Three Ways to Be a Better Youth Pastor

Three Ways to Be a Better Youth Pastor
Kevin Smith

There are many areas in which youth pastors could use some major improvement. I don’t mean this as a knock against the whole of youth ministry, but that personally and individually, we all know where we are weakest. (Bonus tip: If you don’t know where you are weakest, you can be a better youth pastor by figuring out your strengths and weaknesses.)

One thing you’ll almost always see is “reading your Bible more,” and that couldn’t be more true. Connecting with God through both the scriptures and prayer is definitely the best thing you can do for your ministry. But I believe there are also a number of other things we can do to step up our game, and below are three things that I believe lead to better youth ministry.

1. Read more Blogs

The times where I’ve learned the most were the times I was reading the most blogs. I love to read the blogs of other youth pastors because I love reading about what other youth ministries are doing, and it can spark creativity in myself; whether it gets me thinking about an event because of something they did, or its just an event that I think would work in our context and would be awesome.

I also have grown from the community that can be built by regularly reading blogs. I love that there are guys out there that I may have met and hung out with for a few days, and others that I have never met in person, yet we are able to now text each other and really pray with each other. Some of my favorite blogs are ones that aren’t part of the good ol’ boys club, for example, Nick Farr who writes; Ben Kerns, who writes; and JC Thompson writes

I was going to make it a separate point, but I also believe that writing a blog leads to growth. Even if no one reads it, forcing yourself to write out why you do the things you do in youth ministry really sparks growth, at least for me. I only have a handful of people read my weekend in review posts, but I don’t write those for others, I write those for myself, and I love it.

2. Read Leadership Books

Read your Bible, read books on theology, but challenge yourself to grow as a leader and learn from other leaders. Whether we like it or not, youth pastors are leaders. We don’t always act like it; we don’t always get treated like it. But if our ministry is going to be as effective as it can and should be, we need to be Leaders. I try and read five books on leadership a year and I’d have to say my favorite one right now is Axiom by Bill Hybels. I highly encourage you to both check it out and get into more Leadership books.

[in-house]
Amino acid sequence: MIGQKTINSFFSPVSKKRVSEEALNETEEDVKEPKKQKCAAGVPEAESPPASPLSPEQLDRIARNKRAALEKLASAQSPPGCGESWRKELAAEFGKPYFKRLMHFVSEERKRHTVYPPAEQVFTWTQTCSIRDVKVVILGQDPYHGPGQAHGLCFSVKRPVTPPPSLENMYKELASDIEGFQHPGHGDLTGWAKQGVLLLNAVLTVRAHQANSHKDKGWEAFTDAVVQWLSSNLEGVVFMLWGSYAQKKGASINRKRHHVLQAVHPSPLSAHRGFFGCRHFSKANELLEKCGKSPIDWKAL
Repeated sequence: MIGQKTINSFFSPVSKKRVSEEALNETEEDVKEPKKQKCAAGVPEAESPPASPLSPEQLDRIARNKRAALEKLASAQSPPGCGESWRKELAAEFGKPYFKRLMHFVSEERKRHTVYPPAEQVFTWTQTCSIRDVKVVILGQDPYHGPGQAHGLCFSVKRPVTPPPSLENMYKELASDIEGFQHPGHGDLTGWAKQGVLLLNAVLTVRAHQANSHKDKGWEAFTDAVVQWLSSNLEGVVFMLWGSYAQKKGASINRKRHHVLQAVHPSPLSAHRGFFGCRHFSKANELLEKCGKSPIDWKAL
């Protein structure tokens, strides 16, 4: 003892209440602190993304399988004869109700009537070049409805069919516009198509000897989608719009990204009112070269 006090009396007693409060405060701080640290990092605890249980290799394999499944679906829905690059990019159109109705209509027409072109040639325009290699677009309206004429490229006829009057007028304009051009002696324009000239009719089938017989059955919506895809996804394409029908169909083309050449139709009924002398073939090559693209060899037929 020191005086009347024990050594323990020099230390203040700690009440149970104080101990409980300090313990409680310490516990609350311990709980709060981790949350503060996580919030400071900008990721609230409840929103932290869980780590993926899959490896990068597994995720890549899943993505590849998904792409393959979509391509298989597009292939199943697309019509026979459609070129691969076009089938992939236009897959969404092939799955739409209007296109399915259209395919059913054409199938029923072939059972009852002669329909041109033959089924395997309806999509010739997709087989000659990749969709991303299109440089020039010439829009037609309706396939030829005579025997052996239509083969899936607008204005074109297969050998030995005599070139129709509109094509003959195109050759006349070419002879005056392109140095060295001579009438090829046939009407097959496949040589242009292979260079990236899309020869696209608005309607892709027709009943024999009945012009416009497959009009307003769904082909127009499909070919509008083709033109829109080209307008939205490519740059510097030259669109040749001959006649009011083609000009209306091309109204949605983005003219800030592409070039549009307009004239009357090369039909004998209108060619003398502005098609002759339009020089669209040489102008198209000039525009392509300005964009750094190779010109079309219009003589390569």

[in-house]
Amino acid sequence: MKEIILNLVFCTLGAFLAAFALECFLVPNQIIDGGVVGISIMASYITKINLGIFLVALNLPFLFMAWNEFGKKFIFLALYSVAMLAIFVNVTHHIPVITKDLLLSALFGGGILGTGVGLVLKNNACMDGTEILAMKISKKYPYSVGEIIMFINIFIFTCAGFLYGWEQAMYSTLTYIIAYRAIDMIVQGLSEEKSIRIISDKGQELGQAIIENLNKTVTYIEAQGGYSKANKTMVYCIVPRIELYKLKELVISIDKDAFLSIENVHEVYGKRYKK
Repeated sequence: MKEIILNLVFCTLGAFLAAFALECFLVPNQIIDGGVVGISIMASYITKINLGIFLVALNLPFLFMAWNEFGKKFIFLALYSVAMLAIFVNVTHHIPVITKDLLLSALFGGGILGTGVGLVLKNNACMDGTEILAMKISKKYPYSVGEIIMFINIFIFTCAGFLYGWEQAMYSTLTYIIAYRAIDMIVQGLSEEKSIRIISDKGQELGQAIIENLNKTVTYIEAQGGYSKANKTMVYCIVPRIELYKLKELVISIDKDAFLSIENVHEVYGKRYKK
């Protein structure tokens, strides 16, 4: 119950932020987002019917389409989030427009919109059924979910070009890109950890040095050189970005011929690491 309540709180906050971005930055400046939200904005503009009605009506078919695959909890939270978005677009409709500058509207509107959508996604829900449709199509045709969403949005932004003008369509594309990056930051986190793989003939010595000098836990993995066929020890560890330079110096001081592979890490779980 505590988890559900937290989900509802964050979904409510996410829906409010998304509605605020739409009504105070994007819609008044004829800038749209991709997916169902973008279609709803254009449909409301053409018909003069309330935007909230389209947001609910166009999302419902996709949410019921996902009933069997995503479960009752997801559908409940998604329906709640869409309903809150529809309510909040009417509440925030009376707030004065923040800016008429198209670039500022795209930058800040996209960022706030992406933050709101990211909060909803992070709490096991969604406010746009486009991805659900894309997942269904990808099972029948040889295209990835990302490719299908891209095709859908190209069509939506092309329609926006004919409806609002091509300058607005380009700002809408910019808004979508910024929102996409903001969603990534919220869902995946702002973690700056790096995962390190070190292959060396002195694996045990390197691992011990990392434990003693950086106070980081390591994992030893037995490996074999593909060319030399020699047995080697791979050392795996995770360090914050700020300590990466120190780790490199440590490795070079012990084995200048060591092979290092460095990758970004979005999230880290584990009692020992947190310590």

3. Take Time Off

One of the areas I am failing right now is being able to unplug. Moving to a new ministry, trying to overcome expectations that were placed on me from a previous church that aren’t here now, and just the transition as a whole has really had me going at full speed for the last several months. I need to be able to take a break with my wife and get away for even just a night where I don’t bring my laptop or cell phone, I don’t check twitter or read a blog, or even think about youth ministry.

We all need those times where we are able to just celebrate the fact that we are alive. And to be a better youth pastor we need to have times that intentionally remind us that we are more than just youth pastors. It’s so easy to get so wrapped up in youth ministry that we forget how to be children of God. We have to have those times, and I’m not just talking about one day a week where we don’t go to the office. I mean really getting away for a few hours. I know that youth pastors don’t get paid much so it seems impossible to get away for a night. But this is one of the best investments you can make in your marriage, in your ministry, and in your life.

So those are my three tips for being a better youth pastor. What tips would you add?

This article “Three Ways to Be a Better Youth Pastor” by Kevin Smith was excerpted from: web site. December 2011. It may be used for study & research purposes only.

This article may not be written by an Apostolic author, but it contains many excellent principles and concepts that can be adapted to most churches. As the old saying goes “Eat the meat. Throw away the bones.”